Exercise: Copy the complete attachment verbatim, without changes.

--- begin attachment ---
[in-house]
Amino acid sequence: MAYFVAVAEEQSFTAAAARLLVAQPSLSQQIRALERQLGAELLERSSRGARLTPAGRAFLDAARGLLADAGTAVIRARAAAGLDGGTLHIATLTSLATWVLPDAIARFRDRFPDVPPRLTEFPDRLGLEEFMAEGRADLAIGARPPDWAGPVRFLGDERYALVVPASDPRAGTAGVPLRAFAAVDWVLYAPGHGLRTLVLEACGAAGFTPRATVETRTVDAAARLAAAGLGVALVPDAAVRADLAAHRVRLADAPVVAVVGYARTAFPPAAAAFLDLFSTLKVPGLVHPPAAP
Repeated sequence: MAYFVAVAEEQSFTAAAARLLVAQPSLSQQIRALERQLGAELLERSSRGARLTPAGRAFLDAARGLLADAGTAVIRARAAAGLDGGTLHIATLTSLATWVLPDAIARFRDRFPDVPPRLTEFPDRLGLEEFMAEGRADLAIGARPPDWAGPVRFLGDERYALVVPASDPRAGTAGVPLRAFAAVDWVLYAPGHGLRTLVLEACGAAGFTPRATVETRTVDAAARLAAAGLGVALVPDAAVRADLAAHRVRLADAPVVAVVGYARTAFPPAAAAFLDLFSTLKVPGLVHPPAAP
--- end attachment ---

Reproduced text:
[in-house]
Amino acid sequence: MAYFVAVAEEQSFTAAAARLLVAQPSLSQQIRALERQLGAELLERSSRGARLTPAGRAFLDAARGLLADAGTAVIRARAAAGLDGGTLHIATLTSLATWVLPDAIARFRDRFPDVPPRLTEFPDRLGLEEFMAEGRADLAIGARPPDWAGPVRFLGDERYALVVPASDPRAGTAGVPLRAFAAVDWVLYAPGHGLRTLVLEACGAAGFTPRATVETRTVDAAARLAAAGLGVALVPDAAVRADLAAHRVRLADAPVVAVVGYARTAFPPAAAAFLDLFSTLKVPGLVHPPAAP
Repeated sequence: MAYFVAVAEEQSFTAAAARLLVAQPSLSQQIRALERQLGAELLERSSRGARLTPAGRAFLDAARGLLADAGTAVIRARAAAGLDGGTLHIATLTSLATWVLPDAIARFRDRFPDVPPRLTEFPDRLGLEEFMAEGRADLAIGARPPDWAGPVRFLGDERYALVVPASDPRAGTAGVPLRAFAAVDWVLYAPGHGLRTLVLEACGAAGFTPRATVETRTVDAAARLAAAGLGVALVPDAAVRADLAAHRVRLADAPVVAVVGYARTAFPPAAAAFLDLFSTLKVPGLVHPPAAP